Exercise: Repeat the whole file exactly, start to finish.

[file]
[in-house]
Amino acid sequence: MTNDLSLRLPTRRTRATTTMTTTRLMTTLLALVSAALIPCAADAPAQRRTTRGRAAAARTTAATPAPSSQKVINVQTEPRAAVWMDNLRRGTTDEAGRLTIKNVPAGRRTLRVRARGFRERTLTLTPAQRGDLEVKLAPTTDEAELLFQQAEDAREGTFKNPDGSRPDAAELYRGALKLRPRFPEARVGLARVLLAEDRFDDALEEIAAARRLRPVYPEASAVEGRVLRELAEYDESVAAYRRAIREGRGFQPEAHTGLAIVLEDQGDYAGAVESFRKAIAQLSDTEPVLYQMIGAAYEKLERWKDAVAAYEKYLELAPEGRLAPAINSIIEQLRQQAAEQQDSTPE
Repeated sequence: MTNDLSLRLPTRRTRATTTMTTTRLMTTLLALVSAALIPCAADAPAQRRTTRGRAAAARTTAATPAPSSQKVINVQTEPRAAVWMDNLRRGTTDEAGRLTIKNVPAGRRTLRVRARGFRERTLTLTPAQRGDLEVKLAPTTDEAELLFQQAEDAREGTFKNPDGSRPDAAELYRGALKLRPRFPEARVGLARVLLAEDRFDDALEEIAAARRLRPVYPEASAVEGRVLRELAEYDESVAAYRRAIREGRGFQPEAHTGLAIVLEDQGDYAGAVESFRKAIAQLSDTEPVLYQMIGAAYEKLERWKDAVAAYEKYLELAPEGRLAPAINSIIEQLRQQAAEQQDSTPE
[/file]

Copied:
[in-house]
Amino acid sequence: MTNDLSLRLPTRRTRATTTMTTTRLMTTLLALVSAALIPCAADAPAQRRTTRGRAAAARTTAATPAPSSQKVINVQTEPRAAVWMDNLRRGTTDEAGRLTIKNVPAGRRTLRVRARGFRERTLTLTPAQRGDLEVKLAPTTDEAELLFQQAEDAREGTFKNPDGSRPDAAELYRGALKLRPRFPEARVGLARVLLAEDRFDDALEEIAAARRLRPVYPEASAVEGRVLRELAEYDESVAAYRRAIREGRGFQPEAHTGLAIVLEDQGDYAGAVESFRKAIAQLSDTEPVLYQMIGAAYEKLERWKDAVAAYEKYLELAPEGRLAPAINSIIEQLRQQAAEQQDSTPE
Repeated sequence: MTNDLSLRLPTRRTRATTTMTTTRLMTTLLALVSAALIPCAADAPAQRRTTRGRAAAARTTAATPAPSSQKVINVQTEPRAAVWMDNLRRGTTDEAGRLTIKNVPAGRRTLRVRARGFRERTLTLTPAQRGDLEVKLAPTTDEAELLFQQAEDAREGTFKNPDGSRPDAAELYRGALKLRPRFPEARVGLARVLLAEDRFDDALEEIAAARRLRPVYPEASAVEGRVLRELAEYDESVAAYRRAIREGRGFQPEAHTGLAIVLEDQGDYAGAVESFRKAIAQLSDTEPVLYQMIGAAYEKLERWKDAVAAYEKYLELAPEGRLAPAINSIIEQLRQQAAEQQDSTPE